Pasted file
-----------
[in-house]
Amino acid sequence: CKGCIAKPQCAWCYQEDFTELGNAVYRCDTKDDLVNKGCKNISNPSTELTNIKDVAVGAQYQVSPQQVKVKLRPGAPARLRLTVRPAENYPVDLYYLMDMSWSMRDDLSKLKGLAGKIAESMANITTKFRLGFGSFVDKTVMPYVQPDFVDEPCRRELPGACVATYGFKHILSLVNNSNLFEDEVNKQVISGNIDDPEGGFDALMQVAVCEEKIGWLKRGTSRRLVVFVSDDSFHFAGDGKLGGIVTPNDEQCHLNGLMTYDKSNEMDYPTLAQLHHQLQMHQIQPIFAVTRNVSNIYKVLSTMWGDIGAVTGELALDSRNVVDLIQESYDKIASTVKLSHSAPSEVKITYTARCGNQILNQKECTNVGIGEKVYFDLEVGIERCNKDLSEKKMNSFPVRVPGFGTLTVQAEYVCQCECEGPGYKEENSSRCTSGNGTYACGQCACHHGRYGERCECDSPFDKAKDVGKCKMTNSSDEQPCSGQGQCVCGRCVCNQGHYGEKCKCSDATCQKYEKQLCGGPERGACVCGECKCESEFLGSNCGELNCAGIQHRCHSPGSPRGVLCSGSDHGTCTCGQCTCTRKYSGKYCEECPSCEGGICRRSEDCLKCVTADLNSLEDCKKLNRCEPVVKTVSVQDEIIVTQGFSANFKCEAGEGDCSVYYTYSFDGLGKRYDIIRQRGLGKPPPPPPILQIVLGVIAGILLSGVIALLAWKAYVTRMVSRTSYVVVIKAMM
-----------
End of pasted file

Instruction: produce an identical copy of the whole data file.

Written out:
[in-house]
Amino acid sequence: CKGCIAKPQCAWCYQEDFTELGNAVYRCDTKDDLVNKGCKNISNPSTELTNIKDVAVGAQYQVSPQQVKVKLRPGAPARLRLTVRPAENYPVDLYYLMDMSWSMRDDLSKLKGLAGKIAESMANITTKFRLGFGSFVDKTVMPYVQPDFVDEPCRRELPGACVATYGFKHILSLVNNSNLFEDEVNKQVISGNIDDPEGGFDALMQVAVCEEKIGWLKRGTSRRLVVFVSDDSFHFAGDGKLGGIVTPNDEQCHLNGLMTYDKSNEMDYPTLAQLHHQLQMHQIQPIFAVTRNVSNIYKVLSTMWGDIGAVTGELALDSRNVVDLIQESYDKIASTVKLSHSAPSEVKITYTARCGNQILNQKECTNVGIGEKVYFDLEVGIERCNKDLSEKKMNSFPVRVPGFGTLTVQAEYVCQCECEGPGYKEENSSRCTSGNGTYACGQCACHHGRYGERCECDSPFDKAKDVGKCKMTNSSDEQPCSGQGQCVCGRCVCNQGHYGEKCKCSDATCQKYEKQLCGGPERGACVCGECKCESEFLGSNCGELNCAGIQHRCHSPGSPRGVLCSGSDHGTCTCGQCTCTRKYSGKYCEECPSCEGGICRRSEDCLKCVTADLNSLEDCKKLNRCEPVVKTVSVQDEIIVTQGFSANFKCEAGEGDCSVYYTYSFDGLGKRYDIIRQRGLGKPPPPPPILQIVLGVIAGILLSGVIALLAWKAYVTRMVSRTSYVVVIKAMM